Misfire HELP - Nikon DSLR

Discussion in 'Nikon' started by snapple, Oct 12, 2017.

  1. Moderator Note - moved from Beginner Forum

    Picture this... I have been shooting just fine all day.. indoors and out... I'm at the base of the isle at a wedding, as the ceremony begins, my camera starts misfiring. When I use that term, I mean I am pressing the shutter release button and no photo is being taken.

    This happened to me on my D90 & D3200, but I chocked it up to being the level of camera I was shooting on. This happened again with my new D750.

    I was shooting on aperture priority mode when it happened. I tried switching to manual. I tried switching to automatic. I tried switching to manual focus from auto focus. I tried every combination but still, I had misfires in outdoor consistent light AND during the reception (which I am guessing is being the tent was very poorly lit).

    What could be happening to cause a misfire in all modes? New class 10 memory cards, decent lenses...

    Ideas welcome!

    PS- I tried manually disabling in-body flash in those modes and it seemed to help.. but I am not sure if that's the complete answer.
    Last edited by a moderator: Oct 14, 2017
  2. Switch to backup camera, troubleshoot later.

    Seems odd that it would happen to 3 cameras in a row.
    - Where are you and what is the weather? moisture?

    If the AF is in S mode, the camera won't fire unless the lens is in focus.
    - So check if this happens with ALL your lenses, and note if the problem happens with specific lenses. Then clean the contacts and test again.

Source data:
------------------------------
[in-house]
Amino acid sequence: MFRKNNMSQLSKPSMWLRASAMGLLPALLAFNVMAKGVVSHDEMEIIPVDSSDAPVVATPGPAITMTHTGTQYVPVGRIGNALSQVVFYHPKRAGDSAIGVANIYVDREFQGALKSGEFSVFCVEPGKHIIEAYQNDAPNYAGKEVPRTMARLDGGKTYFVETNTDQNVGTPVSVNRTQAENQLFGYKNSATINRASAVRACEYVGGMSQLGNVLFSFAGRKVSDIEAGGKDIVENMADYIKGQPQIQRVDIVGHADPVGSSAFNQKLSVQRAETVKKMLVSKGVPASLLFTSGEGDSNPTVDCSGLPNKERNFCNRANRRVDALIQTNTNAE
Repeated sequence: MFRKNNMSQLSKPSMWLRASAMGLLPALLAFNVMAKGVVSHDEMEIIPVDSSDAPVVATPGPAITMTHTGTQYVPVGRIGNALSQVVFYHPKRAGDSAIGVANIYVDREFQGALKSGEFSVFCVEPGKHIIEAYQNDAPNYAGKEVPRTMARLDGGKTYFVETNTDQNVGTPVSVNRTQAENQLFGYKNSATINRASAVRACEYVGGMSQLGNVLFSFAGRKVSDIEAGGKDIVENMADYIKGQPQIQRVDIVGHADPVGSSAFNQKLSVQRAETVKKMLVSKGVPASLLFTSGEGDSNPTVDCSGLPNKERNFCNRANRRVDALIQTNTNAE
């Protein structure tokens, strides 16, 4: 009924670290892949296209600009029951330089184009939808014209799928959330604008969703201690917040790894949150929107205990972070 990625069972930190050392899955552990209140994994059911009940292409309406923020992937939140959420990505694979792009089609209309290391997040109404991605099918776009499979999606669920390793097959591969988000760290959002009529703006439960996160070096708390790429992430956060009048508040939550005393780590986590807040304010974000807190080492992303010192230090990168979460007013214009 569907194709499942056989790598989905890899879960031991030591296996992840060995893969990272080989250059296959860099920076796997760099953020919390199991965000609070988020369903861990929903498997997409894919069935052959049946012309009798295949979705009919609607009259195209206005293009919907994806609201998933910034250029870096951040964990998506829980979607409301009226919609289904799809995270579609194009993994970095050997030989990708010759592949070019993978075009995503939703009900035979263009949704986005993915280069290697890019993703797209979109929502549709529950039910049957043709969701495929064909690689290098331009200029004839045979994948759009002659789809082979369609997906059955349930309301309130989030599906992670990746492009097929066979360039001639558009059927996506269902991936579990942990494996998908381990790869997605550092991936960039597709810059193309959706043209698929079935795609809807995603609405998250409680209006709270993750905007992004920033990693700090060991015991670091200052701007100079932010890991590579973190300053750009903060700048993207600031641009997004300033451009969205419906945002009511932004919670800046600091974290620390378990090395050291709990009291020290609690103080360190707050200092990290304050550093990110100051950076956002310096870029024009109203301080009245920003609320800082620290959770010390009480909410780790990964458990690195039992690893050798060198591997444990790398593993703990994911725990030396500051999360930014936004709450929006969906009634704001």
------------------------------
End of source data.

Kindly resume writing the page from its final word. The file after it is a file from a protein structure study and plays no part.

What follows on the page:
Check and clean ALL electrical connections; battery/camera, lens/camera.
    Do the lens/camera contact cleaning AFTER testing the AF above.
    snapple likes this.
  3. I used to shoot with Nikon DSLRs and I remember one quirk that I discovered - you guessed it - at a wedding I was shooting. Basically, there is an option that prevents the shutter being fired unless AF has recently been acquired by the camera. That's what Gary described above. Your problem sounds much worse than that, though.
    beegeedee likes this.
  4. yes, probably the cameras are set to wait for focus confirmation, whether auto-focus or manual and it is too dark to focus accurately
  5. If your D750 has default settings, in single shot mode it will require focus confirmation; if you switch to continuous shooting, it should default to shutter release, so it shouldn't block you from firing a shot, even if it's not in focus. In my view, for events using continuous mode is useful anyway as it allows you to shoot series far more easy than with the single shot mode.

    However, if this would be the cause, you should feel that the shutter release feels completely different when pushed (mushy, like it blocks, instead of a crisp button push), and that tactile difference exist exactly as a warning something isn't happening. So, it should be fairly easy to establish this is what is going on.

    One thing to remember with AF is that it does need contrast. Focus gets locked on something with a clear contrast - so AF may struggle if your AF point is over the middle of the bride's dress, which in most conditions will hardly have any contrast. Good light helps having contrast in a scene, which speeds up AF a lot, but the quality of light is not only about the quantity of light, but also whether it casts some shadows (very flat lightning may not!).
    Another thing is that the D750 has quite some settings for its AF, and some settings work better/faster than others - so taking your time to really get grips with it is time well spent.